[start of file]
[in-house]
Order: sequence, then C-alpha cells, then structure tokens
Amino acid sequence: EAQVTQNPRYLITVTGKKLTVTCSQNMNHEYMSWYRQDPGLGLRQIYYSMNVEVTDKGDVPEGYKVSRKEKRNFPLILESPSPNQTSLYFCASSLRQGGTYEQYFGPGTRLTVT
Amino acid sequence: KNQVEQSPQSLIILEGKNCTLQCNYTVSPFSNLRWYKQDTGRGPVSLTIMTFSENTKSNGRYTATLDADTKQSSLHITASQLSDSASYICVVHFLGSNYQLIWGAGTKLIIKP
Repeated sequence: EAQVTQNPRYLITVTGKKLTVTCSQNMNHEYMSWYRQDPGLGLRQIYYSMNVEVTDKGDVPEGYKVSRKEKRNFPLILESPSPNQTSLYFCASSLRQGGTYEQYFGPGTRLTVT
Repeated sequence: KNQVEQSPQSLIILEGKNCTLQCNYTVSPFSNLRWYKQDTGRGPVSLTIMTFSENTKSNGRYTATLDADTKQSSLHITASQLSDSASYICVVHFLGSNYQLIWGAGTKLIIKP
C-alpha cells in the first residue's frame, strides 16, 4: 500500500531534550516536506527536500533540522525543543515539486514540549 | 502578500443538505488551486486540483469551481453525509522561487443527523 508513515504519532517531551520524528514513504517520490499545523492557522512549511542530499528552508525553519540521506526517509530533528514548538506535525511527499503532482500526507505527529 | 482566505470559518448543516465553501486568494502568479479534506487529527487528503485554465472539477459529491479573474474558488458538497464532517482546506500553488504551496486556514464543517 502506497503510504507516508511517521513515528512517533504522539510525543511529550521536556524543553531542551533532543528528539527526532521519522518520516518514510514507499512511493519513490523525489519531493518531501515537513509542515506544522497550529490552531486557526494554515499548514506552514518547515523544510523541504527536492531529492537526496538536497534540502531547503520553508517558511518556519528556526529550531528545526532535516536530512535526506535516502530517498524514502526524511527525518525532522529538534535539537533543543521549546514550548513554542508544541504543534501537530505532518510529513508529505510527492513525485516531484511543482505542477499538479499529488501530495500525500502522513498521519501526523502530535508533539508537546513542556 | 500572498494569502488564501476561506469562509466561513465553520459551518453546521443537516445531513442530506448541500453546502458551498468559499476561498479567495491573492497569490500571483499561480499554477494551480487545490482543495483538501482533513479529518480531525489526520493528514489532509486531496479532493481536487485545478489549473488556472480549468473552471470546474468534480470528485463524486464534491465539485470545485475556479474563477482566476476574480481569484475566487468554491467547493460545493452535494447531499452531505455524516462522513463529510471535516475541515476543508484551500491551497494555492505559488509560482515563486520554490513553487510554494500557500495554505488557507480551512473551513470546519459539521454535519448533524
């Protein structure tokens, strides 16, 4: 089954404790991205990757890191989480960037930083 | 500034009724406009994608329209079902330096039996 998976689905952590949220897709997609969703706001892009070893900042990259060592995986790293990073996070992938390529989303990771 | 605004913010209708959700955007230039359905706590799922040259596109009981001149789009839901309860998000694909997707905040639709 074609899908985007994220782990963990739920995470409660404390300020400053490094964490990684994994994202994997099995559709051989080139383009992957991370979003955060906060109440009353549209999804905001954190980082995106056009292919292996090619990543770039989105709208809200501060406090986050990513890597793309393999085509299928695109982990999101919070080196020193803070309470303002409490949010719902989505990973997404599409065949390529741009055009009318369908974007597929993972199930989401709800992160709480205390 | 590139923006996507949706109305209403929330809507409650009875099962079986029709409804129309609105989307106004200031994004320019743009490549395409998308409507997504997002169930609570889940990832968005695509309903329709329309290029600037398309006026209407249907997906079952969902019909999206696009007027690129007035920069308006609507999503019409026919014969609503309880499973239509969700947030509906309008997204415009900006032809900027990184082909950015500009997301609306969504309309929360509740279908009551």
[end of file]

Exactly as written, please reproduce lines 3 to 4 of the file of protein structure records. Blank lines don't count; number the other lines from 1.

Amino acid sequence: EAQVTQNPRYLITVTGKKLTVTCSQNMNHEYMSWYRQDPGLGLRQIYYSMNVEVTDKGDVPEGYKVSRKEKRNFPLILESPSPNQTSLYFCASSLRQGGTYEQYFGPGTRLTVT
Amino acid sequence: KNQVEQSPQSLIILEGKNCTLQCNYTVSPFSNLRWYKQDTGRGPVSLTIMTFSENTKSNGRYTATLDADTKQSSLHITASQLSDSASYICVVHFLGSNYQLIWGAGTKLIIKP